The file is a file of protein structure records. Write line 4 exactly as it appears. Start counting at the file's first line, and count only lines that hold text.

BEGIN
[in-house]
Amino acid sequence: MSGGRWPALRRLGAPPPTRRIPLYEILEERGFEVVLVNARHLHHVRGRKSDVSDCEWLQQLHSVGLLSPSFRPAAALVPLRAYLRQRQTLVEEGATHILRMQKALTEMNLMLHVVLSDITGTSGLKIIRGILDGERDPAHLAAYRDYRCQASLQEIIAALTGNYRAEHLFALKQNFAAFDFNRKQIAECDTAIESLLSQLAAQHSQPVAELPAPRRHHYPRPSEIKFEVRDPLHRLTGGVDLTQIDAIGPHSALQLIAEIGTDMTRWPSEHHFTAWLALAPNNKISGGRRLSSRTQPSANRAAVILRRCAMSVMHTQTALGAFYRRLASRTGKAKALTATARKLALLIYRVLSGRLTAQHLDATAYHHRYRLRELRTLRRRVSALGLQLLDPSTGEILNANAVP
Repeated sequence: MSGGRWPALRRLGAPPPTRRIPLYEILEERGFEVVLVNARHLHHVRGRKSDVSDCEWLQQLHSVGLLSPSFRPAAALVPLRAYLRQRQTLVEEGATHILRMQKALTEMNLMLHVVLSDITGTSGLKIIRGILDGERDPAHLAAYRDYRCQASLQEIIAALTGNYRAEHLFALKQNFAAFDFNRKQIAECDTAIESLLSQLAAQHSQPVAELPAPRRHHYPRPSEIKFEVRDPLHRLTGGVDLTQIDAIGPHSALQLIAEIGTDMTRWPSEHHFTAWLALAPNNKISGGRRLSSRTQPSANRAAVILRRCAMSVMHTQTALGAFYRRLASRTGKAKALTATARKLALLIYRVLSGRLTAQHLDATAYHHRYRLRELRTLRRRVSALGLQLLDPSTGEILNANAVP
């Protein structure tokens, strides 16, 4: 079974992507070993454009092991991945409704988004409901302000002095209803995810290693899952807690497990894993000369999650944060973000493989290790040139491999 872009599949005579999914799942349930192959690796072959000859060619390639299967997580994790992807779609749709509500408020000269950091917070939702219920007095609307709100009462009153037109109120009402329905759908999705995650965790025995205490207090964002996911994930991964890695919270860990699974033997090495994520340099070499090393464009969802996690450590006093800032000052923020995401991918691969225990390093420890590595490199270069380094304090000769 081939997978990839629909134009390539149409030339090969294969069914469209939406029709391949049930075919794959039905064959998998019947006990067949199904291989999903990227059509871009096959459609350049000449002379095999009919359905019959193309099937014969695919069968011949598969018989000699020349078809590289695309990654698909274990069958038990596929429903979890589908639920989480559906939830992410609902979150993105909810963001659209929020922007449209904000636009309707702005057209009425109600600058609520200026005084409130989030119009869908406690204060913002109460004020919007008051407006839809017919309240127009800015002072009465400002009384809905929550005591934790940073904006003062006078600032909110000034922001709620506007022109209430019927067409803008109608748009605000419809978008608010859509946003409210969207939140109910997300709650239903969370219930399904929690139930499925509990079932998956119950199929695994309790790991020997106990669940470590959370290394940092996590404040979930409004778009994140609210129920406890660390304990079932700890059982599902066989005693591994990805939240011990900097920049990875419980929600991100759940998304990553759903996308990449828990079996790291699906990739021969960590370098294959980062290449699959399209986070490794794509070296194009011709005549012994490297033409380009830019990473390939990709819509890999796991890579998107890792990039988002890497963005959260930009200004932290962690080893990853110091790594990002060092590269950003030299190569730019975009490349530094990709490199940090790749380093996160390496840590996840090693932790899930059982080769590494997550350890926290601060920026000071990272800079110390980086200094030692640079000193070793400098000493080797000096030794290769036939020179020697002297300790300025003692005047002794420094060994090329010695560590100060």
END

């Protein structure tokens, strides 16, 4: 079974992507070993454009092991991945409704988004409901302000002095209803995810290693899952807690497990894993000369999650944060973000493989290790040139491999 872009599949005579999914799942349930192959690796072959000859060619390639299967997580994790992807779609749709509500408020000269950091917070939702219920007095609307709100009462009153037109109120009402329905759908999705995650965790025995205490207090964002996911994930991964890695919270860990699974033997090495994520340099070499090393464009969802996690450590006093800032000052923020995401991918691969225990390093420890590595490199270069380094304090000769 081939997978990839629909134009390539149409030339090969294969069914469209939406029709391949049930075919794959039905064959998998019947006990067949199904291989999903990227059509871009096959459609350049000449002379095999009919359905019959193309099937014969695919069968011949598969018989000699020349078809590289695309990654698909274990069958038990596929429903979890589908639920989480559906939830992410609902979150993105909810963001659209929020922007449209904000636009309707702005057209009425109600600058609520200026005084409130989030119009869908406690204060913002109460004020919007008051407006839809017919309240127009800015002072009465400002009384809905929550005591934790940073904006003062006078600032909110000034922001709620506007022109209430019927067409803008109608748009605000419809978008608010859509946003409210969207939140109910997300709650239903969370219930399904929690139930499925509990079932998956119950199929695994309790790991020997106990669940470590959370290394940092996590404040979930409004778009994140609210129920406890660390304990079932700890059982599902066989005693591994990805939240011990900097920049990875419980929600991100759940998304990553759903996308990449828990079996790291699906990739021969960590370098294959980062290449699959399209986070490794794509070296194009011709005549012994490297033409380009830019990473390939990709819509890999796991890579998107890792990039988002890497963005959260930009200004932290962690080893990853110091790594990002060092590269950003030299190569730019975009490349530094990709490199940090790749380093996160390496840590996840090693932790899930059982080769590494997550350890926290601060920026000071990272800079110390980086200094030692640079000193070793400098000493080797000096030794290769036939020179020697002297300790300025003692005047002794420094060994090329010695560590100060």